Mystical and spiritual psychologies are also immensely practical, in a manner that modern psychology is not, as the latter lacks any effort towards ‘self-study.’ Scientists think that they can study consciousness by thinking about it, or by observing evidence of it in the outer world, as in the monitoring of brain activity. However, the mystic includes him or herself in the equation, and approaches the study of consciousness within themselves, aiming to ‘awaken’ from the semi-sleep state of the masses of humankind, and to actually be more consciousness. There can be more consciousness, or less consciousness, and we might experience more or less of this light of consciousness. The mystic studies consciousness and gains understanding through self study and inner work, and spiritual practices, which approaches are completely lacking in cognitive and behavioural philosophies–what I would call ‘mickey mouse psychology.’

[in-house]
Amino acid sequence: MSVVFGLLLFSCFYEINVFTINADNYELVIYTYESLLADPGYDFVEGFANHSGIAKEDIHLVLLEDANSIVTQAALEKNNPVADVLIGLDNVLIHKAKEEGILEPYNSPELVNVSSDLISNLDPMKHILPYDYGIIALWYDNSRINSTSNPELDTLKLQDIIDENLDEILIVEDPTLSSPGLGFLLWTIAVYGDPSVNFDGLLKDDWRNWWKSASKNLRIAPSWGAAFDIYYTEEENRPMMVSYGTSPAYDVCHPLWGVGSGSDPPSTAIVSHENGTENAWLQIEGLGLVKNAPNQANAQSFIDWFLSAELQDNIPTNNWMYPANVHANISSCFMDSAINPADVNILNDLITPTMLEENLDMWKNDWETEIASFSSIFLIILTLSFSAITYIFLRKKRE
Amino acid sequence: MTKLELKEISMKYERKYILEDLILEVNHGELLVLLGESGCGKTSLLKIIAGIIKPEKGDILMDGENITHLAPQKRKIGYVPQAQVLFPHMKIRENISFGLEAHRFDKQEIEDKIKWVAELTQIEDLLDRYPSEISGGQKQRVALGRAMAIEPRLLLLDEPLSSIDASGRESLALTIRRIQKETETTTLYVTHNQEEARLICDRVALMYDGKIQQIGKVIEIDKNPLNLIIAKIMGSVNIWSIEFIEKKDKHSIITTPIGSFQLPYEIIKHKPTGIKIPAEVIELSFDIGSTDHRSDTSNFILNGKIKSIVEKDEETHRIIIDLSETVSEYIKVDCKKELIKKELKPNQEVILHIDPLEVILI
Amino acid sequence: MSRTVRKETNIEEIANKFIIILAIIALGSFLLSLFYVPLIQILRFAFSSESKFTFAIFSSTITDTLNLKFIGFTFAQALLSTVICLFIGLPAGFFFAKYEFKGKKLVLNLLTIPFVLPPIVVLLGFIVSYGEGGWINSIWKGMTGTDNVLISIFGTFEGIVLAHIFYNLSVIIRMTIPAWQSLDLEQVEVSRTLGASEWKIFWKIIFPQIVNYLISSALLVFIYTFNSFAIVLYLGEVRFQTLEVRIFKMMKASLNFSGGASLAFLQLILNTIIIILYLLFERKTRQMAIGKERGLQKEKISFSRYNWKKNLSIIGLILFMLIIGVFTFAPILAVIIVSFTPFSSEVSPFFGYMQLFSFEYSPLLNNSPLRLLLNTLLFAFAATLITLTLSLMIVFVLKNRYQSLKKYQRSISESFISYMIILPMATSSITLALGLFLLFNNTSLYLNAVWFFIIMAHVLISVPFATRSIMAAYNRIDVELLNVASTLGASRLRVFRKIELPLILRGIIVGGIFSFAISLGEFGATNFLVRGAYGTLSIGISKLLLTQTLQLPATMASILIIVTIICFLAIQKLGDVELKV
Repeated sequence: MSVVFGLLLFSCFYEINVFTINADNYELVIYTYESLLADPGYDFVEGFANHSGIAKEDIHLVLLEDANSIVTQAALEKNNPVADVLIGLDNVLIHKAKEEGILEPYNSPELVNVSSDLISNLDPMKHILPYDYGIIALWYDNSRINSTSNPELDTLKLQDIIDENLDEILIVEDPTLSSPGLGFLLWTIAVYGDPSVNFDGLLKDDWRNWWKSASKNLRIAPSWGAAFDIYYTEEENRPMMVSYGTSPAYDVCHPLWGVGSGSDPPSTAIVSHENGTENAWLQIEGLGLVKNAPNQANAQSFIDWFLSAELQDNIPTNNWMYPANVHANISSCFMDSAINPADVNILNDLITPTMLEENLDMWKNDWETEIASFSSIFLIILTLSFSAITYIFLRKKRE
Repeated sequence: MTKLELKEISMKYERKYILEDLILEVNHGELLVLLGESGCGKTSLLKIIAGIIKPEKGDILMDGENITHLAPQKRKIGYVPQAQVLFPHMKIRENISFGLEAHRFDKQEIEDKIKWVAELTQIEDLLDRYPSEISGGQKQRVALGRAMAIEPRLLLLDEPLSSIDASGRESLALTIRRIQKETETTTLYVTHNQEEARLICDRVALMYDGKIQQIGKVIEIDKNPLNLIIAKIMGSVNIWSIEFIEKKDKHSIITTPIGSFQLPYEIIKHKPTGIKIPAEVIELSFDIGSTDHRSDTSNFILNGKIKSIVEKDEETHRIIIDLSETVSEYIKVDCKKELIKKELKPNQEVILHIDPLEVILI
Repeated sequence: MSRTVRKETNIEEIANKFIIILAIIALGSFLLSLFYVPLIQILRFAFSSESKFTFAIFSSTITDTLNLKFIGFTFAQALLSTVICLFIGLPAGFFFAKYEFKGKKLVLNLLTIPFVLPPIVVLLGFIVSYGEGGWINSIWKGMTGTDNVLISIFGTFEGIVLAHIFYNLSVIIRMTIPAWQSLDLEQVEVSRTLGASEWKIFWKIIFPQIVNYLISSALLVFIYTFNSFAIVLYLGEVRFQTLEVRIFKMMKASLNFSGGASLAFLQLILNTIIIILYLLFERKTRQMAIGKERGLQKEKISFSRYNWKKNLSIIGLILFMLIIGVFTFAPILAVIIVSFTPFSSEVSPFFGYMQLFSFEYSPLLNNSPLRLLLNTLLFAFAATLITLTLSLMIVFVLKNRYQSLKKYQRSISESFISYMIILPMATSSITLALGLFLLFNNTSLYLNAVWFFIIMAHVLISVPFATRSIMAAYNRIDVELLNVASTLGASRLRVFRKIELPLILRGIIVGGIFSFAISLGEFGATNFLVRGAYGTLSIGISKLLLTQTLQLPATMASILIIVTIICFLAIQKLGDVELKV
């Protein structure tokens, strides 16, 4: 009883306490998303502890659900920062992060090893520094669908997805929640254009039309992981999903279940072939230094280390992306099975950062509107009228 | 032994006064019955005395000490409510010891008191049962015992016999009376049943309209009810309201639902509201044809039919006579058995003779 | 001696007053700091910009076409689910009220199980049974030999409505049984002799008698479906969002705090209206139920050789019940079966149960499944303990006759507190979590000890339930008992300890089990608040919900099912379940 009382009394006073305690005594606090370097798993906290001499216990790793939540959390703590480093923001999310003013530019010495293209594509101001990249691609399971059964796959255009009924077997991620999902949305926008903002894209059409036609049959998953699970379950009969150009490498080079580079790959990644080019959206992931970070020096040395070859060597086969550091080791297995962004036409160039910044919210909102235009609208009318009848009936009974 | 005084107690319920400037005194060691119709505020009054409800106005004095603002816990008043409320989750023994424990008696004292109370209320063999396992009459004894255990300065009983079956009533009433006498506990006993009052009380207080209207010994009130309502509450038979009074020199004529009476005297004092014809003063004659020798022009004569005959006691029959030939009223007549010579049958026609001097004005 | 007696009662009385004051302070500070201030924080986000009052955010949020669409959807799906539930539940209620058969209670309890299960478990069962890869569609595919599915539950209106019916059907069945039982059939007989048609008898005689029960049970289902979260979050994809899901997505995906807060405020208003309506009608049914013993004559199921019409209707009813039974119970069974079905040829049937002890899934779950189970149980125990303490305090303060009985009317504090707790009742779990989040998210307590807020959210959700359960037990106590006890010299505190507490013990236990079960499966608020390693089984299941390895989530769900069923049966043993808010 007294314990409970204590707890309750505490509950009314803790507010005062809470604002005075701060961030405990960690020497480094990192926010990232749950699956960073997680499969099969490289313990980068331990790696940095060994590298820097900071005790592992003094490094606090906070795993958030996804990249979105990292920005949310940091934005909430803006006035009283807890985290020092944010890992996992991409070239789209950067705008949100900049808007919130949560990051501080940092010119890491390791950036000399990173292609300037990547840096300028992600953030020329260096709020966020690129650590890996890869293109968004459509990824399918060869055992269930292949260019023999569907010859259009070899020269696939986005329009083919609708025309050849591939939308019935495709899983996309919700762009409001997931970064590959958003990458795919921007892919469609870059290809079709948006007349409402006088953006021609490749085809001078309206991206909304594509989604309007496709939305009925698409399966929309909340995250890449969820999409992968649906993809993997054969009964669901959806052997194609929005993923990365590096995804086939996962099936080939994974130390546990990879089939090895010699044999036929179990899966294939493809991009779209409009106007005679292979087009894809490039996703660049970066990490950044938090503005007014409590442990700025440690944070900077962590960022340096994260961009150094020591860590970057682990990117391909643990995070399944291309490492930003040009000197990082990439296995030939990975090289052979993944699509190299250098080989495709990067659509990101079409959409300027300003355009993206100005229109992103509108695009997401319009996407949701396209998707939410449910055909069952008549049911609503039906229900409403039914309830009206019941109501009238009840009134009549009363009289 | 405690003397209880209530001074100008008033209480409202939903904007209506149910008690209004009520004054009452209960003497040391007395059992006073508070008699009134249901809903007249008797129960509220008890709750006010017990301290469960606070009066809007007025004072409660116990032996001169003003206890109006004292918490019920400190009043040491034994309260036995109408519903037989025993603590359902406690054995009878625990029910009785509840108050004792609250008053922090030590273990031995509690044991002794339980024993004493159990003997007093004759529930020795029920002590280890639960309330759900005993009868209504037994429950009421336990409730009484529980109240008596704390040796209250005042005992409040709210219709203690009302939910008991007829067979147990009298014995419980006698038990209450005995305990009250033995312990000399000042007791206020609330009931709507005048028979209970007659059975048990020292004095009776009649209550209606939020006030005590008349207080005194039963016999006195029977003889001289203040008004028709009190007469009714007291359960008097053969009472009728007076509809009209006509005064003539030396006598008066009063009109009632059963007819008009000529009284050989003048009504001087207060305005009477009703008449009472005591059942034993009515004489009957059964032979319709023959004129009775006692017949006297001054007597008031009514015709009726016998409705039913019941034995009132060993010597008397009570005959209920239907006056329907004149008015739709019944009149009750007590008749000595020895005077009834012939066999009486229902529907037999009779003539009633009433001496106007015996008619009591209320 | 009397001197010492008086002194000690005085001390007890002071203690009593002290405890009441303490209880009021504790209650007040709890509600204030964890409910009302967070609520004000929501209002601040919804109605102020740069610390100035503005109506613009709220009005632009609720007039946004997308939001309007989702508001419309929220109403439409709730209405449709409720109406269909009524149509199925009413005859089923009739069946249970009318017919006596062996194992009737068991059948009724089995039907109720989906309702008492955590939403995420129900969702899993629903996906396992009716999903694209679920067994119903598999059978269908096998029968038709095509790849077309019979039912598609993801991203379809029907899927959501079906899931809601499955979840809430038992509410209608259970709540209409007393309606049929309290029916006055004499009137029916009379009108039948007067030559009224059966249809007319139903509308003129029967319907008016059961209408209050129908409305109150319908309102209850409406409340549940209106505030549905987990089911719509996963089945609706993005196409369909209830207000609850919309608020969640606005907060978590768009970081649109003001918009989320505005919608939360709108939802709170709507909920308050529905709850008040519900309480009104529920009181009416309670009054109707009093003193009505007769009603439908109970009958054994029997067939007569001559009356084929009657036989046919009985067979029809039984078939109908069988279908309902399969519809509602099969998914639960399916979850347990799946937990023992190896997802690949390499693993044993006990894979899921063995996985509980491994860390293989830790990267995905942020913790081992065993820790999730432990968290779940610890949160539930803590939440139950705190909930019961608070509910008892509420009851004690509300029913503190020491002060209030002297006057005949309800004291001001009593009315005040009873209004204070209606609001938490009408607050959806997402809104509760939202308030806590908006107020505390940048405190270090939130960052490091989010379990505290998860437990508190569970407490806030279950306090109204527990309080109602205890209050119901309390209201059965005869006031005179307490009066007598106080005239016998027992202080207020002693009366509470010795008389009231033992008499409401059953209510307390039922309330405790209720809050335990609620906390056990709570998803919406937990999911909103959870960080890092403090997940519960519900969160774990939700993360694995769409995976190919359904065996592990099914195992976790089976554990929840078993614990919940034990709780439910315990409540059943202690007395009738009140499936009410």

Mystical and spiritual science and ideas have applications in innumerable applied areas, such as in my own approach to “The Awakening of Consciousness and the Heart in Criminal Offenders,” an alternative approach to correctional psychology, Whereas the cognitive-behavioural programs now used conceive of inmates as having a dual mind and body, they fail to consider the psychology of the heart and soul. Healing, change and transformation, all involve dynamics of the heart, and other centres. Psychology as a discipline has lacked a spiritual perspective for almost a century, while ignoring the deep teachings of the esoteric traditions.